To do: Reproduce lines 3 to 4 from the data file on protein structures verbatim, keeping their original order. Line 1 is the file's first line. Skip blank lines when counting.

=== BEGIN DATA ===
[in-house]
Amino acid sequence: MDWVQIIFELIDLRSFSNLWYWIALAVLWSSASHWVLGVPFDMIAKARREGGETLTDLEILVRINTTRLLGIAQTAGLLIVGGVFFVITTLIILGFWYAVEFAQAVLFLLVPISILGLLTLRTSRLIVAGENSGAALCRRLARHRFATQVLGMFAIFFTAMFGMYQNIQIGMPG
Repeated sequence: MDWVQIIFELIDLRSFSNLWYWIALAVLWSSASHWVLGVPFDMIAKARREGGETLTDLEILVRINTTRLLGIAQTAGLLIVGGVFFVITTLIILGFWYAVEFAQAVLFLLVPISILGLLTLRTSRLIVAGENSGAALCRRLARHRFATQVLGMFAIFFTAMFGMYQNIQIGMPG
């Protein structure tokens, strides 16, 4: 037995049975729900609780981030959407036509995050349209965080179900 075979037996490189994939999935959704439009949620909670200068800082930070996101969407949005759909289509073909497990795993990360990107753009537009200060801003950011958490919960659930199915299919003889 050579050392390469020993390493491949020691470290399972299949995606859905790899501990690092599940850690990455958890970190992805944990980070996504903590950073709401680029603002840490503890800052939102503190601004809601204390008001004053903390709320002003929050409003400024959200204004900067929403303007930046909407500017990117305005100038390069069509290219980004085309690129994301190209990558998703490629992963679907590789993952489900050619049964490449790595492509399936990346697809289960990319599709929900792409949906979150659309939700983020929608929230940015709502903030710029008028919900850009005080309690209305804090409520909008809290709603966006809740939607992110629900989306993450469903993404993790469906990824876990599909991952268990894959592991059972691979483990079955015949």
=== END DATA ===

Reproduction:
Repeated sequence: MDWVQIIFELIDLRSFSNLWYWIALAVLWSSASHWVLGVPFDMIAKARREGGETLTDLEILVRINTTRLLGIAQTAGLLIVGGVFFVITTLIILGFWYAVEFAQAVLFLLVPISILGLLTLRTSRLIVAGENSGAALCRRLARHRFATQVLGMFAIFFTAMFGMYQNIQIGMPG
């Protein structure tokens, strides 16, 4: 037995049975729900609780981030959407036509995050349209965080179900 075979037996490189994939999935959704439009949620909670200068800082930070996101969407949005759909289509073909497990795993990360990107753009537009200060801003950011958490919960659930199915299919003889 050579050392390469020993390493491949020691470290399972299949995606859905790899501990690092599940850690990455958890970190992805944990980070996504903590950073709401680029603002840490503890800052939102503190601004809601204390008001004053903390709320002003929050409003400024959200204004900067929403303007930046909407500017990117305005100038390069069509290219980004085309690129994301190209990558998703490629992963679907590789993952489900050619049964490449790595492509399936990346697809289960990319599709929900792409949906979150659309939700983020929608929230940015709502903030710029008028919900850009005080309690209305804090409520909008809290709603966006809740939607992110629900989306993450469903993404993790469906990824876990599909991952268990894959592991059972691979483990079955015949």